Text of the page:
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Wednesday, 20 February 2019
Page: 14228

Mr GOSLING (Solomon) (12:51): It was fantastic to hear that contribution from the member for Ballarat and shadow minister for health. I know that she absolutely means it. I also want to recognise the significant work that the member for Lingiari, Warren Snowdon, has been doing in Indigenous health over decades. That knowledge is going to be very important in the future. He has seen about a decade of Closing the gap reports and there hasn't been much good news. Unfortunately, there have been some failed policy responses. Having been in the Territory around the time of the intervention, I know that a lot that occurred then totally undercut the principle of empowering people and giving them ownership over the direction of their lives and their families' lives. At the moment, I think we can see some examples in the fact that those opposites seem determined to keep justice targets out of the Closing the Gap formula. I think that is a mistake. You need only look at the incredible rates of incarceration of First Nations people in our country to realise there is something really wrong that needs to be addressed.

I have been part of a team that has been working on policy for many years in preparation for government. Obviously, I hope we get the opportunity to address some of those policy responses that are clearly failing. One thing I will mention is the failed Community Development Program of the current Minister for Indigenous Affairs, Senator Scullion, who is also from the Northern Territory. I note that the Minister for Aboriginal Affairs in the Northern Territory, Selena Uibo, a brilliant young woman, a very talented, passionate and grounded young woman, has written to the Prime Minister in relation to that failed program. Unfortunately, what we have seen with the CDP is that it is absolutely driving poverty in First Nations communities.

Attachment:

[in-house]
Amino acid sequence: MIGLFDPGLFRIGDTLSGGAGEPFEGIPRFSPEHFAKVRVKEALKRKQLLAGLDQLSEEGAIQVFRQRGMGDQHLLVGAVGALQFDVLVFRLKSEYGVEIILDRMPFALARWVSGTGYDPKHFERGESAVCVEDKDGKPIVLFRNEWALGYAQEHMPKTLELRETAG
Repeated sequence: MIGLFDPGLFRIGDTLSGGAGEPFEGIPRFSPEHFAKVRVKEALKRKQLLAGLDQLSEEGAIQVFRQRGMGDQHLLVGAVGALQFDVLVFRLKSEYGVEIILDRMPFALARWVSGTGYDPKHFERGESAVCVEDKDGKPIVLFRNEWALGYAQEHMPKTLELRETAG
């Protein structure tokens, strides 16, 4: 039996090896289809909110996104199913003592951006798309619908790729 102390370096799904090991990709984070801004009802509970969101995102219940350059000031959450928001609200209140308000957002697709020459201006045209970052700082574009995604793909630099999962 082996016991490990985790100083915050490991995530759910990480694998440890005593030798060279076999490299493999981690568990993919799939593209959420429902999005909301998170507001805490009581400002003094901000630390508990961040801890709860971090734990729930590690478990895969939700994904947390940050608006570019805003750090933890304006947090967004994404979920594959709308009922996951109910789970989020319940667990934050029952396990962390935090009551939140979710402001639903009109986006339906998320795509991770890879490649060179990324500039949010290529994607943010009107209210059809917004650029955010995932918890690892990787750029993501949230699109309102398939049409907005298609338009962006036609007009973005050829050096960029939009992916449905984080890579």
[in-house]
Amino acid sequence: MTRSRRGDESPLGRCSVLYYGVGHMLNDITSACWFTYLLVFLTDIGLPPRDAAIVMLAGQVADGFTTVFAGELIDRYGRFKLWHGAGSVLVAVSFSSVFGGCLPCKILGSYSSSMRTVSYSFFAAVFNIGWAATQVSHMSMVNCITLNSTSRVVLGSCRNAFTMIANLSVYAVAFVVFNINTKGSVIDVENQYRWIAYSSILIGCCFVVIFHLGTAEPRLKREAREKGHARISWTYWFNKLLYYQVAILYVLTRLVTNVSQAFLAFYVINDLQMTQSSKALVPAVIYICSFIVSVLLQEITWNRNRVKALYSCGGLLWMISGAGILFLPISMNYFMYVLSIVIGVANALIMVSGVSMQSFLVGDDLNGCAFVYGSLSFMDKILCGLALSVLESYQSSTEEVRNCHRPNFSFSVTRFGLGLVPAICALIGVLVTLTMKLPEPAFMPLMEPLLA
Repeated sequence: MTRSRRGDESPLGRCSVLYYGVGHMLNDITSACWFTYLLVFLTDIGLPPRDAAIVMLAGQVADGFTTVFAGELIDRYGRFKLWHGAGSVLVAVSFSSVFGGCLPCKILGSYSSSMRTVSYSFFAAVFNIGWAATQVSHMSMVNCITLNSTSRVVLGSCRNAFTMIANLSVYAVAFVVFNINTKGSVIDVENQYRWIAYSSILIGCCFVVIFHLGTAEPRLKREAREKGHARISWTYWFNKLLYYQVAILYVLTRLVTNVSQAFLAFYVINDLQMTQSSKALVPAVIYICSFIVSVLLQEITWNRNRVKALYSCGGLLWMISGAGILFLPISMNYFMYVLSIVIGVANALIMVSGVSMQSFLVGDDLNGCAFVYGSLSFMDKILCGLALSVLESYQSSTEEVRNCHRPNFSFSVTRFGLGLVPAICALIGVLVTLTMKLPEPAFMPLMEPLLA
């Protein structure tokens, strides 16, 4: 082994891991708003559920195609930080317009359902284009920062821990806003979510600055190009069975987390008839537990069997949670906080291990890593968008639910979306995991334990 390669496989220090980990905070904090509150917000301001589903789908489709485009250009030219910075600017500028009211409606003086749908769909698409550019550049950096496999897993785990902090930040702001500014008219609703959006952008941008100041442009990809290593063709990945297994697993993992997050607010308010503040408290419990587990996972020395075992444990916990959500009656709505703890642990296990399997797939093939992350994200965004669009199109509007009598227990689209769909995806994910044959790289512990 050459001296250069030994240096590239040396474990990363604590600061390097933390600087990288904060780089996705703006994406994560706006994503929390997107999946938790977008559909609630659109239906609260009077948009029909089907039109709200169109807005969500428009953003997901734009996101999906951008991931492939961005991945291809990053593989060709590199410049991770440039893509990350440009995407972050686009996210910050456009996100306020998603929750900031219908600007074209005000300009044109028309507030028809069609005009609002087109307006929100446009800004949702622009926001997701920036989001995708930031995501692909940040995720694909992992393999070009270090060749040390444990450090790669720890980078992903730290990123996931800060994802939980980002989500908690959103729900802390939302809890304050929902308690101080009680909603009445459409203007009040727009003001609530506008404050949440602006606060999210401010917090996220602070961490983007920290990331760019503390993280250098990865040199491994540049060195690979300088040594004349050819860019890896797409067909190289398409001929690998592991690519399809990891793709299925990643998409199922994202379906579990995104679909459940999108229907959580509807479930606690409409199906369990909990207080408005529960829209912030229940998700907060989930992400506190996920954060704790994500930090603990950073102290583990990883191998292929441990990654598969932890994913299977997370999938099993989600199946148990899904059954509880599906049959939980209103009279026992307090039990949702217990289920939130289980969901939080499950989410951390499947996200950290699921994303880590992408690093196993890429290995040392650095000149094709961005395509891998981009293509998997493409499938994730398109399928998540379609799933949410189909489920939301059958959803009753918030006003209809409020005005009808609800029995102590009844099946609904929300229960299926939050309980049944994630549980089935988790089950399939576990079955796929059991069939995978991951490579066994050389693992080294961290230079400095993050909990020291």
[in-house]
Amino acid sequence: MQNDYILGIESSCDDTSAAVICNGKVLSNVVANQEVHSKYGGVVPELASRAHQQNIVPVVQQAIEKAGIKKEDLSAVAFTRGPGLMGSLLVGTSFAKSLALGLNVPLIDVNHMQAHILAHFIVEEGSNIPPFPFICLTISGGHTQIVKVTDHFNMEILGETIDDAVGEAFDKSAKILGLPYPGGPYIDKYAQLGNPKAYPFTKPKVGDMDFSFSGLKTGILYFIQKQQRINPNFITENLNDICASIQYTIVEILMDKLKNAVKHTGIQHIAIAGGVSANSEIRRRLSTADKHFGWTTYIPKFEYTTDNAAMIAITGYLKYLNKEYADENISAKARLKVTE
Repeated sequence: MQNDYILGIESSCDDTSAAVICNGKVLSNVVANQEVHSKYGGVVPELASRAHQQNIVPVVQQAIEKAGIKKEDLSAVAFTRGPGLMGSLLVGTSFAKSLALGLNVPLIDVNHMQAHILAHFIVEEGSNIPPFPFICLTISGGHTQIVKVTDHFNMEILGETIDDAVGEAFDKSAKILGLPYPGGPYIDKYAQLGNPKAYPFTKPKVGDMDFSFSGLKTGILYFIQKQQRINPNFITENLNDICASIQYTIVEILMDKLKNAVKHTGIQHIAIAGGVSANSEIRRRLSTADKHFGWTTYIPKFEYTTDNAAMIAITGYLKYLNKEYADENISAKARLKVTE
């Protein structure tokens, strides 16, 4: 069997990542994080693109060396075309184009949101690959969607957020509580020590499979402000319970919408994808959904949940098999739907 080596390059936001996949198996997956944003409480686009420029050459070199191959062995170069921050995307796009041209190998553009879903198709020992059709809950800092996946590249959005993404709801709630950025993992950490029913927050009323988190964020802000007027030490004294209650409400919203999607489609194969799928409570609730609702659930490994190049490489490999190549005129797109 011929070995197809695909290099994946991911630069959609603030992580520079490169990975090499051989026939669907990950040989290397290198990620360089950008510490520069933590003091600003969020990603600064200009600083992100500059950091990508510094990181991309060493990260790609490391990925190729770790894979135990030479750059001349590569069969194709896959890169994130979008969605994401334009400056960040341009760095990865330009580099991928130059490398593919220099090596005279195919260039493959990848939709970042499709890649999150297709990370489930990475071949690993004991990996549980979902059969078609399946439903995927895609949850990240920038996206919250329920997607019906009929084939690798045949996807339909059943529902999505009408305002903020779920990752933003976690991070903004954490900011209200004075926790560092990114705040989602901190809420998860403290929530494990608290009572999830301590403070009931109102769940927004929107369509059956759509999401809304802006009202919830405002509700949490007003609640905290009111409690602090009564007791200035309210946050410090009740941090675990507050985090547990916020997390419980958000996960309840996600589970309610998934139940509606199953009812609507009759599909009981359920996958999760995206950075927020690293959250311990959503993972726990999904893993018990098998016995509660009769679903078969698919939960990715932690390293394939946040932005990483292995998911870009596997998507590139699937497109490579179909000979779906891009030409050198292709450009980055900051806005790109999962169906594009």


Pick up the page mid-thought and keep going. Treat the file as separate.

As the member for Wentworth said, when quoting John Paterson, whom I know well from the alliance of Aboriginal controlled organisations in the Northern Territory, kids won't go to school or be able to learn anything when they're hungry, when they've got empty stomachs. We're failing at that very base level. We've also seen, due to this poverty, an increase in break-and-enters to steal food. That's in the lucky country, our country, Australia. Poverty is driving break-and-enters for food. Predominantly, this has been by young people, children. Often in my electorate in the Top End, people say, 'Why aren't those kids at school?' Sometimes it's because they're out looking for a feed. Sure, this situation has been primarily due to alcohol in some First Nations families. There has been breakdown in some First Nations families, which means that their kids haven't got the supervision or support they need—in some First Nations families, I stress. But we shouldn't have a situation in our country where young people are basically being forced to seek food because there's no food in the house.